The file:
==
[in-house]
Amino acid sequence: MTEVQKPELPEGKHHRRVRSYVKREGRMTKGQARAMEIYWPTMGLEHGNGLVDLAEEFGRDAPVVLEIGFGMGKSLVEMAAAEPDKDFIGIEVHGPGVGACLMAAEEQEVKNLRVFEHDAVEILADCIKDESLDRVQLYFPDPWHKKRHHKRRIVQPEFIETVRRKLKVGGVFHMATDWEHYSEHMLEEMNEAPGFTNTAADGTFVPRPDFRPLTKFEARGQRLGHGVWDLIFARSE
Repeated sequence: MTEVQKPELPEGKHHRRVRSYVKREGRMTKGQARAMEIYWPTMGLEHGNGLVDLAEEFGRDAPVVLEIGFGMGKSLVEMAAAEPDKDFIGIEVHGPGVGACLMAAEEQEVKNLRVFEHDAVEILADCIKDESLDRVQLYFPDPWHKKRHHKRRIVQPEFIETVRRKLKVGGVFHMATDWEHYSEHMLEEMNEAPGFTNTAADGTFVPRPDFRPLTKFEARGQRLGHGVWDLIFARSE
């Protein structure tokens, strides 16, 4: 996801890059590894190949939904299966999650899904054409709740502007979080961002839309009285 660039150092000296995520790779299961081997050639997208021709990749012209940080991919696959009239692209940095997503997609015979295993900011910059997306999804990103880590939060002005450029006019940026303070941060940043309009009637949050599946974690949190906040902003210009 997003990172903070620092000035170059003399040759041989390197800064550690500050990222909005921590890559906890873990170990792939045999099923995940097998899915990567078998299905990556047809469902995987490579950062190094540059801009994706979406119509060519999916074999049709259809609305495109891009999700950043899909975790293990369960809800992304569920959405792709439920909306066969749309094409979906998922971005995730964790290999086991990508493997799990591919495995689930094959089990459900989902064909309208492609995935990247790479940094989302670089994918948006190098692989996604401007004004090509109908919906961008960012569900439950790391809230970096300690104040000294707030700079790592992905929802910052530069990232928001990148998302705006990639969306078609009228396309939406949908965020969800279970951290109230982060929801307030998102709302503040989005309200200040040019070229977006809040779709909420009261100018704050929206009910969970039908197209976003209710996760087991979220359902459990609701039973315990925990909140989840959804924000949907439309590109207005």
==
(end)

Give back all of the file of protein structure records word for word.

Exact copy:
[in-house]
Amino acid sequence: MTEVQKPELPEGKHHRRVRSYVKREGRMTKGQARAMEIYWPTMGLEHGNGLVDLAEEFGRDAPVVLEIGFGMGKSLVEMAAAEPDKDFIGIEVHGPGVGACLMAAEEQEVKNLRVFEHDAVEILADCIKDESLDRVQLYFPDPWHKKRHHKRRIVQPEFIETVRRKLKVGGVFHMATDWEHYSEHMLEEMNEAPGFTNTAADGTFVPRPDFRPLTKFEARGQRLGHGVWDLIFARSE
Repeated sequence: MTEVQKPELPEGKHHRRVRSYVKREGRMTKGQARAMEIYWPTMGLEHGNGLVDLAEEFGRDAPVVLEIGFGMGKSLVEMAAAEPDKDFIGIEVHGPGVGACLMAAEEQEVKNLRVFEHDAVEILADCIKDESLDRVQLYFPDPWHKKRHHKRRIVQPEFIETVRRKLKVGGVFHMATDWEHYSEHMLEEMNEAPGFTNTAADGTFVPRPDFRPLTKFEARGQRLGHGVWDLIFARSE
């Protein structure tokens, strides 16, 4: 996801890059590894190949939904299966999650899904054409709740502007979080961002839309009285 660039150092000296995520790779299961081997050639997208021709990749012209940080991919696959009239692209940095997503997609015979295993900011910059997306999804990103880590939060002005450029006019940026303070941060940043309009009637949050599946974690949190906040902003210009 997003990172903070620092000035170059003399040759041989390197800064550690500050990222909005921590890559906890873990170990792939045999099923995940097998899915990567078998299905990556047809469902995987490579950062190094540059801009994706979406119509060519999916074999049709259809609305495109891009999700950043899909975790293990369960809800992304569920959405792709439920909306066969749309094409979906998922971005995730964790290999086991990508493997799990591919495995689930094959089990459900989902064909309208492609995935990247790479940094989302670089994918948006190098692989996604401007004004090509109908919906961008960012569900439950790391809230970096300690104040000294707030700079790592992905929802910052530069990232928001990148998302705006990639969306078609009228396309939406949908965020969800279970951290109230982060929801307030998102709302503040989005309200200040040019070229977006809040779709909420009261100018704050929206009910969970039908197209976003209710996760087991979220359902459990609701039973315990925990909140989840959804924000949907439309590109207005």